Is my carrot soil contaminated?
Maria del Carmen Casarrubios, who's a tutor and practical instructor at Capel Manor College, answers your questions about growing veg.
DI Hughes from Carmarthenshire asks: For many years I have successfully grown carrots. During the last two seasons carrots have been totally destroyed by carrot fly. Is it possible that my soil is now contaminated? Would a dose of Jeyes fluid this winter help? Is an application of Jeyes fluid good for the garden?
Answer: Jeyes fluid is a disinfectant. Very useful around the home, patio and glasshouses, but not to be used on the soil!
The carrot fly breeding cycle will produce two generations within a year as follows:
The first generation is produced from the pupae and larvae from the previous year, which will overwinter in the soil and in any affected roots left in the ground. The shiny and black adults emerge from these pupae/larvae in May to June. When they emerge, they lay eggs in small white clusters near their intended food source, hatch into larvae a week later, and feed for about a month before pupating in the soil.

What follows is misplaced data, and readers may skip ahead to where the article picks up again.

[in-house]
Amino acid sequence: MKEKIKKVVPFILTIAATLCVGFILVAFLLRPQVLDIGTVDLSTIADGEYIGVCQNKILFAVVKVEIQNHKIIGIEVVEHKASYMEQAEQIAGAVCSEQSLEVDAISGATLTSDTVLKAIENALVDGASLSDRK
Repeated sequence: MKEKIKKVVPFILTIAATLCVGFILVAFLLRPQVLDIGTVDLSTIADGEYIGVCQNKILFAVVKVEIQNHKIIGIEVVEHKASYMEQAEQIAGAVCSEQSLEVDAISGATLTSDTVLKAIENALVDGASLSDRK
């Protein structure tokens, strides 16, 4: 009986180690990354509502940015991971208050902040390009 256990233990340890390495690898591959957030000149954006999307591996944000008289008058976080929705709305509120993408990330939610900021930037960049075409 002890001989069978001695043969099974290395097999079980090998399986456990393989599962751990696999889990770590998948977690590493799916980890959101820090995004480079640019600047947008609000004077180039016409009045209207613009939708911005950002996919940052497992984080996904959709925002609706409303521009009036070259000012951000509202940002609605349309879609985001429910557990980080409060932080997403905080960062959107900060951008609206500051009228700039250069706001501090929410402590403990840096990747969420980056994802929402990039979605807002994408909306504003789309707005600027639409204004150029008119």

The second generation emerges in August/September and feed into the winter before pupating again in the following May/June.
Some things to try are:
- Clean and dig over the plot to expose the pupae and larvae to predators such as birds.
- In May/June, try creating a physical barrier with clear polythene sheeting, gardening fleece, or fine netting, all of which should be tucked into the soil leaving no gaps.
- Sow carrot seeds in early May to avoid the first attack.
- Sow the seeds thinly to avoid thinning them out. If they do have to be thinned, dispose or eat the thinnings immediately.
- Do not leave the mature carrots in the ground any longer than is necessary.
- Try growing resistant cultivars such as 'Sultan' or 'Flyaway'.
- A soil drench insecticide can be used to limit the damage in August/September.